What are The Hormones?
Hormones are a class of signaling molecules released by a specific group of cells, called endocrine cells.
In human physiology, they commonly regulate metabolic processes and behavioral changes. There are three major classes of hormones: peptide, steroid, and amino acid derivatives. They can be the products of single cells (such as parathyroid hormone) or involved in excretion.
In addition to their main cellular function as signal transduction agents, some hormones have important anti-inflammatory functions that may contribute to homeostasis and disease resistance. The term hormone is often synonymous with gonadotropin, but not all hormones are gonadotropins. For example, growth hormone is a cytokine that stimulates growth and cell reproduction in somatic cells.
Hormones are produced in endocrine glands, though they are also synthesized by many other tissues within the body. Endocrine glands are specialized for the synthesis of specific hormones with different effects depending on their chemical nature and cross-reactivity.
Some hormones may have autocrine or paracrine functions when produced at a site different from where exert their primary function. For example, TSH is released by the anterior pituitary to stimulate the thyroid gland; gut hormone peptides (glucagon, OXM) act on intestinal epithelial cells; growth hormone can act on any cell that expresses its receptor, and some adult liver cells produce erythropoietin.
It is important to note that cells do not create hormones; they produce hormones, which are transported in the blood (endocrine system) or other body fluids (paracrine/autocrine).
Hormones act by binding to specific receptor proteins, which can be located on the plasma membrane of cells. This may be at a surface membrane site called a zymogen granule, or inside the cell on the cytoplasmic surface of the cell membrane. Hormone-receptor interactions cause changes within the target cell triggering various intracellular action pathways that ultimately result in altered gene expression.
What is homeostasis?
Homeostasis is an organism’s regulatory process that maintains stability while adjusting its internal processes to maintain optimal conditions. Organisms are inherently unstable, so processes are crucial for them to maintain their stability.
Some of the major controls on organismal homeostasis include homeostatic thirst, hunger, osmotic pressure, blood sugar levels, oxygen levels, pH, body temperature, and blood pressure. A dynamic equilibrium between physiological processes is essential to maintaining homeostasis.
Homeostatic mechanisms control vital functions such as breathing rate, body temperature, and acidity of the blood (pH). They also control unnamed complex functions such as bone strength and rates of aging; these mechanisms include enzyme systems such as hormone receptors, nutrients such as vitamins and minerals (particularly calcium), and other molecules like water.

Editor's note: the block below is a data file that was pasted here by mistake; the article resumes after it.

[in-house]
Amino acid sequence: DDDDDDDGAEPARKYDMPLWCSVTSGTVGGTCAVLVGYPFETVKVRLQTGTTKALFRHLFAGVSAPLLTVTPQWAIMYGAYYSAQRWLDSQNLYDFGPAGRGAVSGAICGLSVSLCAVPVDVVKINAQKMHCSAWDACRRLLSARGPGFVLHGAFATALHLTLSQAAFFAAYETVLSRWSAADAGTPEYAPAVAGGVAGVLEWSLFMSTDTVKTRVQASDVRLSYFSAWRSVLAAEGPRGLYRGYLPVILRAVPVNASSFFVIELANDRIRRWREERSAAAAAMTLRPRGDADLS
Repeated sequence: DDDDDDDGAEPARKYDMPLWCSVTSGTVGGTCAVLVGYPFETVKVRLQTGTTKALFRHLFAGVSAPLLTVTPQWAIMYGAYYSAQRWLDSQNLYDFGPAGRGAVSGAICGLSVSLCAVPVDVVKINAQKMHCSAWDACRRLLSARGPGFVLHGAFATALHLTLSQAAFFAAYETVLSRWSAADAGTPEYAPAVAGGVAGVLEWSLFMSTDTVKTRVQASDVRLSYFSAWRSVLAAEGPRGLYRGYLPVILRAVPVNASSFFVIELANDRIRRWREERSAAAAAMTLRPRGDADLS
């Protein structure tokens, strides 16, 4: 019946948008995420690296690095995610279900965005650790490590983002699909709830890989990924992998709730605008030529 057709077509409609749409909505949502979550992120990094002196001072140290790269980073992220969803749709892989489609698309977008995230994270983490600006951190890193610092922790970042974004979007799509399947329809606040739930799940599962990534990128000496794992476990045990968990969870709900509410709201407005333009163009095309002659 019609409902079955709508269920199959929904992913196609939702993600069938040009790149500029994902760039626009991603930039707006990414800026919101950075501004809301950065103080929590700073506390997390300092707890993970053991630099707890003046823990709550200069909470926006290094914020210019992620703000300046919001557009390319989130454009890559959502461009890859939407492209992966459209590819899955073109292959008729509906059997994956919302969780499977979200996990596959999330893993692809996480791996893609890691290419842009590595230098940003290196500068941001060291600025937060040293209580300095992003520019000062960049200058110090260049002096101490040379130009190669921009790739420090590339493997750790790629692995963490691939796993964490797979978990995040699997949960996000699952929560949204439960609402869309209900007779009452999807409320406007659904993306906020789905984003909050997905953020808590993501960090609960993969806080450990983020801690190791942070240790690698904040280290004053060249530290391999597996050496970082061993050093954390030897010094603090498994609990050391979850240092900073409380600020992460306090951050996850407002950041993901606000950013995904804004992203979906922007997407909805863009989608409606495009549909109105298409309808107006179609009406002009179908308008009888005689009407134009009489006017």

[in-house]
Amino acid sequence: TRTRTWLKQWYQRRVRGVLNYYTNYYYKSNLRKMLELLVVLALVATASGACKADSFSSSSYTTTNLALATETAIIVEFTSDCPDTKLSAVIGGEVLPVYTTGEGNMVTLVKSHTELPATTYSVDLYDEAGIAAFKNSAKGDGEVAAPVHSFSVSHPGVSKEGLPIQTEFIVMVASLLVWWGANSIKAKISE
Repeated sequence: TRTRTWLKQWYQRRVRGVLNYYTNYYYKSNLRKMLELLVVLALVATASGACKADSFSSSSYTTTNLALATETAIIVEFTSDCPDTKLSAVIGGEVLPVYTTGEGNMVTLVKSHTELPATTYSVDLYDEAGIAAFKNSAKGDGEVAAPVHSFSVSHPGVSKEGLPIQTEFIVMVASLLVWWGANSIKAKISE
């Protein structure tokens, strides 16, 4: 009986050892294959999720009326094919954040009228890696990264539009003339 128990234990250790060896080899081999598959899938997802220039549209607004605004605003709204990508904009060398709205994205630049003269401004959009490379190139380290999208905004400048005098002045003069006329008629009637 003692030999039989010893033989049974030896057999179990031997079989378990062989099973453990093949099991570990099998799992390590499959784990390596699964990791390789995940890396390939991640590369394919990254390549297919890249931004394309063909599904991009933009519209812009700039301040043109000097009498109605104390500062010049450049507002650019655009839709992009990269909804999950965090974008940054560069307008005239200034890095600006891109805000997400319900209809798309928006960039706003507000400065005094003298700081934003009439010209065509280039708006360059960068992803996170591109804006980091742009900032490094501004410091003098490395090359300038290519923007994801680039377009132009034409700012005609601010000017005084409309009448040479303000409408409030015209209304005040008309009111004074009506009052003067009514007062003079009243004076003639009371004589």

While older viewpoints recognized a hierarchy of needs (such as Maslow’s need hierarchy), more current systems focus on the complex interactions of numerous variables.
Homeostasis is the process that regulates the internal environment in order to maintain a stable, constant condition of its physiological parameters, while an organism’s surroundings are constantly changing.
Through homeostasis, organisms are able to maintain some degree of control over their external conditions so that they can survive within a range of external conditions or fluctuating environmental factors.
The concept was originally described by French physiologist Claude Bernard in 1865 and has been extensively characterized since then by biologists and chemists.
4 types of hormones:
1)amino acid hormones
2)peptide hormones (made from amino acids and dextrin.)
3)steroid hormone (made from cholesterol).
4)other hormones (like insulin, calcitonin, parathyroid hormone). They’re simple molecules. Amino acid is the simplest of all. It only contains a few elements: Hydrogen, Nitrogen, Carbon, and Oxygen. The most interesting of these is Nitrogen which makes amines.
Peptides have more complexity:
they have a head made of amino acids and a tail at the other end which attaches to some receptor site in your body so the effects can be carried out on them. The more complex peptides have more chains of amino acids. To make a peptide hormone, a polypeptide hormone precursor will be cleaved to produce the active hormone.
Steroids are basically fat-soluble molecules, except for oxygen and hydrogen atoms which contribute to the more complex structure of these hormones. These elements add up another 4 chemical groups: OH/O, NH, CH3, and COOH on top of the basic carbon-oxygen-hydrogen skeleton making steroids one of the more complex hormones. In steroids, all hydrogens attached to carbons are usually lost during the biosynthesis of the active form of these hormones from cholesterol.